"I don't think this time is a time to sugarcoat anything," Holtby said Friday in a video conference. "I think it's a time to look at ourselves in the mirror and really find how we can be better and how we can take responsibility for the past and learn from that to move forward."

Holtby has been an outspoken advocate for human rights, particularly those of the LGBTQ community, for several years. Many hockey players have been outspoken in the wake of the protests currently gripping the country representing a shocking shift from the norm of silence we typically see in hockey from such issues.

Holtby, however, has never been shy about giving his thoughts.

"I don’t know why it’s been kind of taboo to speak your mind or stand up for what you believe in," Holtby said. "Obviously, there’s always this divide from sports to social issues. You want to be educated, you want to make sure that you know what you’re talking about [and] you’re not just using your platform to try and be popular or something like that."

RELATED: HOLTBY, WILSON MAKE STRONG STATEMENTS IN SUPPORT OF BLACK LIVES MATTER

Quick reactions on social media are easy and often without substance. Holtby, however, who professed that he actually dislikes social media and does not like to use it all that much, stressed the need for everyone, including himself, to educate themselves on the important issues facing the country before and in addition to speaking out.

"It wasn't until I moved here that you really understand what racial injustice is in this country," Holtby said, who is originally from Lloydminster, Saskatchewan. "In Canada, we have indigenous rights and racism that way. I grew up around that, but this is different so I needed to educate myself and still need to. I believe how my parents did the right thing in teaching us in our situation. I learned a lot from them and Brandi as well and now we're just trying to take our knowledge we've learned in a different culture and try to teach our kids that way."

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But not everyone is open to hearing Holtby's thoughts on the matter.

When you speak out on these types of issues, you are bound to get plenty of backlash. Holtby has gotten such reaction from many who have decided that because he is a professional hockey player, he is for some reason no longer entitled to have a voice. There are also those who do not want to hear the opinion of a Canadian on America despite the fact that Holtby has been living in America since 2009.

"I think we all have our professions," Holtby said. "Everyone does. I don't know if any of us have -- unless your job is to fight racial inequalities or any sort of social issues that way, we're all just trying to be humans. And we just happen to have a following based on our job where people see us and it's easier to see us. It's crazy to think that that's an argument. We play hockey on the ice. We live our lives just as humans off of the ice and try to do our part that way. The second part about the Canadian thing is I've lived here for over 10 years now, so we call this home. This is my kids' home. My kids are both American. I feel like I'm fortunate to have been in both countries and be a part of both countries. I've said this a long (time): Canada follows America in a lot of ways. If you go from Canada to America, you don't see a ton of difference. The northern part of the states are very similar to Canada, and I believe when you try to make changes in one [it affects the other]."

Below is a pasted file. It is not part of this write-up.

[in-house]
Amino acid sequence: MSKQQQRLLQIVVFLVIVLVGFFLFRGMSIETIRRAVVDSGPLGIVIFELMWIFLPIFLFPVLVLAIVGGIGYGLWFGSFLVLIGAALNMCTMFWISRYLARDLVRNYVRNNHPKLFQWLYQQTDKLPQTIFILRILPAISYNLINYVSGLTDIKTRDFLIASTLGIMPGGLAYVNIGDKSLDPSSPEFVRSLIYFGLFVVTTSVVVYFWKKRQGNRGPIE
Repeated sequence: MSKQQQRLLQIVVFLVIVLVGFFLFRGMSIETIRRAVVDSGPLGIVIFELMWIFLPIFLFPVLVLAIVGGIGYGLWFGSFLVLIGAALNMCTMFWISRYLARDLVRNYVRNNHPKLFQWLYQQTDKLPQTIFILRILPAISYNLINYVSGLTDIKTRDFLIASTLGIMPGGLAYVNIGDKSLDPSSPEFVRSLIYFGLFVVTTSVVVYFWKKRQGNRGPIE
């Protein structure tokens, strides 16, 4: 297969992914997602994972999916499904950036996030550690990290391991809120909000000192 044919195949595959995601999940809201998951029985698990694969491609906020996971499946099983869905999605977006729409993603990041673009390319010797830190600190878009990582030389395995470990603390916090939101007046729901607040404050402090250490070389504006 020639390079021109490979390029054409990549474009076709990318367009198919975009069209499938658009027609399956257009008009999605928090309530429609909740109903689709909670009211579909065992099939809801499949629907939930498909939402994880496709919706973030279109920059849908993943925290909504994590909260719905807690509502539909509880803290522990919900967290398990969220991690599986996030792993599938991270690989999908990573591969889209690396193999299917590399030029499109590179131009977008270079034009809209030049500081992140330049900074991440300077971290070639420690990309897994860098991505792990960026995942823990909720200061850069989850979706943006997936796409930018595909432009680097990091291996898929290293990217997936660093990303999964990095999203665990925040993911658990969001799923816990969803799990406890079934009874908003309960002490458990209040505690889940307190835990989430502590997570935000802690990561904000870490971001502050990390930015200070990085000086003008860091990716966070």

But when the issues are important enough, it's easy to tune out the naysayers.

"I'm just trying to learn how I can do my part and my family's part to help people out," Holtby said. "I'm really hoping and I really believe that this is going to change the world in a lot of ways."

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Watch Alex Ovechkin’s son Sergei work on his slap shot

Watch Alex Ovechkin’s son Sergei work on his slap shot

The future looks bright for the Capitals with Alex Ovechkin’s son Sergei as an up-and-coming star.

Ovechkin’s wife Nastya captured an adorable moment on her Instagram story Thursday afternoon when Sergei practiced his shot and found the back of his miniature net on six consecutive attempts – just like his father would.


Nastya praised her 1-year-old, saying “Bravo!” after every goal scored, before he celebrated in classic Ovechkin fashion.

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While Ovi's eldest son has been occupied with his new role as a big brother as of late, he makes sure to leave plenty time to work on his slap shot and practice his celly, too, of course.

It looks like the young star is already on track to catch his father at 700 and make his debut in the 2038 NHL season.